Farmer, Frances: Actress Profile (1913-1970)

Frances Elena Farmer (September 19, 1913 – August 1, 1970) was an American actress of stage and screen. She is perhaps better known for sensationalized accounts of her life, and especially her involuntary commitment to a mental hospital.[2] Farmer was the subject of two films,[3][4] one television special,[5] three books,[6][7][8] and numerous songs and magazine articles.[9][10]
Contents [hide]
Early life and education

Farmer was born in Seattle, to Ernest Melvin Farmer and Cora Lillian (Van Ornum) Farmer. In 1931, while attending West Seattle High School, she entered and won $100 from The Scholastic Art & Writing Awards, a writing contest sponsored by Scholastic Magazine, with her controversial essay “God Dies”.[11] It was a precocious attempt to reconcile her wish for, in her words, a “superfather” God, with her observations of a chaotic and godless world. In her autobiography she writes that the essay was influenced by her reading of Nietzsche, who “expressed the same doubts, only he said it in German: “Gott ist tot.” God is dead. This I could understand. I was not to assume that there was no God, but I could find no evidence in my life that He existed or that He had ever shown any particular interest in me. I was not an atheist, but I was surely an agnostic, and by the time I was sixteen I was well indoctrinated into this theory.”[12]
Although her father was a prominent lawyer, Farmer displayed independence through her work roles as an usherette in a cinema, a waitress, a tutor and a factory worker. Farmer used the money earned from such employment to pay for her university fees, before winning a popularity contest that rewarded her with a trip to Europe.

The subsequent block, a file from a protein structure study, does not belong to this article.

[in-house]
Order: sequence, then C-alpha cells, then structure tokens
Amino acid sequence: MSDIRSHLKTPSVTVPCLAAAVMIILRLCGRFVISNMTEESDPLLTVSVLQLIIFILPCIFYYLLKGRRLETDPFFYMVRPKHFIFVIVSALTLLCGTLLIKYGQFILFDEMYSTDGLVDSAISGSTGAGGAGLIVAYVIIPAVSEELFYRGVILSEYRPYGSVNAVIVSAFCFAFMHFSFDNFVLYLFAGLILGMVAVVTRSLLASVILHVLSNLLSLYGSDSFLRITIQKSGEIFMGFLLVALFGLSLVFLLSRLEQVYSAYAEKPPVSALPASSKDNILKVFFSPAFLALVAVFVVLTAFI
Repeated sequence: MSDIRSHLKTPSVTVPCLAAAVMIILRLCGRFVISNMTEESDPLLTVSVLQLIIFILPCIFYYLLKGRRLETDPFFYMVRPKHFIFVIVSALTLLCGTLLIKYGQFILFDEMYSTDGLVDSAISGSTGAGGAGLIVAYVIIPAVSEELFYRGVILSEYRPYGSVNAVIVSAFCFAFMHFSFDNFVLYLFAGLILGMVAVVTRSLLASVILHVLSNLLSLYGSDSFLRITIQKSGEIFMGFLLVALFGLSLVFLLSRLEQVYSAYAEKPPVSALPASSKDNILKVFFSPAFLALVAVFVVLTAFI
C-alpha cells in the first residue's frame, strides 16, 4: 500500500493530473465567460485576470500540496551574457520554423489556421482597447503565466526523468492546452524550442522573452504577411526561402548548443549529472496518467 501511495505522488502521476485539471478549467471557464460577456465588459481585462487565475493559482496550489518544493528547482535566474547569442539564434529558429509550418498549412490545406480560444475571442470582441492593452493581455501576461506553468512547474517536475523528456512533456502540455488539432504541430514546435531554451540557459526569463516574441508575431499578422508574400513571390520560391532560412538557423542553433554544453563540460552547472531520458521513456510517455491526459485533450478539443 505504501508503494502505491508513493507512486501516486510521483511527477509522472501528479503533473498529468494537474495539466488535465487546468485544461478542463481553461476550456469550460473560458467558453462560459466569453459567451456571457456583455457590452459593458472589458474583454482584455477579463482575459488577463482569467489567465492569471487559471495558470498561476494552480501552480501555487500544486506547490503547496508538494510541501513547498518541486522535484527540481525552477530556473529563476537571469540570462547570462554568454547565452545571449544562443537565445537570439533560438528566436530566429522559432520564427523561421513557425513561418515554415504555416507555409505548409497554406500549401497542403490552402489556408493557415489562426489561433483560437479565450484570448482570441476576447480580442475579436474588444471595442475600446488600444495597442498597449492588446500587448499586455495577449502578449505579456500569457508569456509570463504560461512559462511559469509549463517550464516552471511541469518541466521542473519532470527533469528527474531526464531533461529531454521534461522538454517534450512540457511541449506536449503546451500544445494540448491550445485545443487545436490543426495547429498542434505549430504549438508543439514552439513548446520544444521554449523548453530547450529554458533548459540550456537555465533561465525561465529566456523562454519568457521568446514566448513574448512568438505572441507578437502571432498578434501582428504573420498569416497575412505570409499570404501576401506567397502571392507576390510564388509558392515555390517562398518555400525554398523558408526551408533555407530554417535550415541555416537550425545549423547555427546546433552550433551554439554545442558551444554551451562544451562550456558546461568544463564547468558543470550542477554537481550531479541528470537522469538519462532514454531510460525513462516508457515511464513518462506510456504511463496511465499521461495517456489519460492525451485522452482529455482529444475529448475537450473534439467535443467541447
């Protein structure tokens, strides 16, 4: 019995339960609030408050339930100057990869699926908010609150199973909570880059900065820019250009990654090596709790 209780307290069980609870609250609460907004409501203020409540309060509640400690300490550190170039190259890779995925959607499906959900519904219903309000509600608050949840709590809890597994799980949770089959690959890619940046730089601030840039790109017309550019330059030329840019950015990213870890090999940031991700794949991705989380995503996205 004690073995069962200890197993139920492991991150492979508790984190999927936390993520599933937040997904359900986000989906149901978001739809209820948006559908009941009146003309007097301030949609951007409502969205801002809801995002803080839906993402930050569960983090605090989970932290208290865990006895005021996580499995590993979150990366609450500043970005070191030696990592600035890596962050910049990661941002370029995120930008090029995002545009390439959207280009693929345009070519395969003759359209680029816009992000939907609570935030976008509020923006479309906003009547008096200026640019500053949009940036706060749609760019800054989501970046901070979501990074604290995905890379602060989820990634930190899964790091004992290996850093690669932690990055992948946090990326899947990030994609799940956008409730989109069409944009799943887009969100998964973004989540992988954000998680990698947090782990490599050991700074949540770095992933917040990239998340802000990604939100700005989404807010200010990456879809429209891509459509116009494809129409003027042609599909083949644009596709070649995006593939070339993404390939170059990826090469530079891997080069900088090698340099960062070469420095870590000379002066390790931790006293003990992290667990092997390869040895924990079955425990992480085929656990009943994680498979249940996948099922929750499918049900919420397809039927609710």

In 1935, as a student at the University of Washington, Farmer won a subscription contest for the leftist newspaper, The Voice of Action. The first prize was a trip to the Soviet Union—Farmer accepted the prize, despite her mother’s strong objections, so that she could see the pioneering Moscow Art Theatre. Farmer’s interest in such topics fostered speculations that Farmer was not only an atheist, but a Communist as well.[citation needed]
Farmer proceeded to study drama at the University of Washington (UW) and, during the 1930s, the university’s drama department productions were considered citywide cultural events and were frequented accordingly. While a student at UW, Farmer starred in numerous plays, including Helen of Troy, Everyman, and Uncle Vanya. In late 1934, she starred in the UW production of Alien Corn, in which she spoke foreign languages and played the piano—the production received rave reviews and was the longest-running play in the drama department’s history at the time.[citation needed]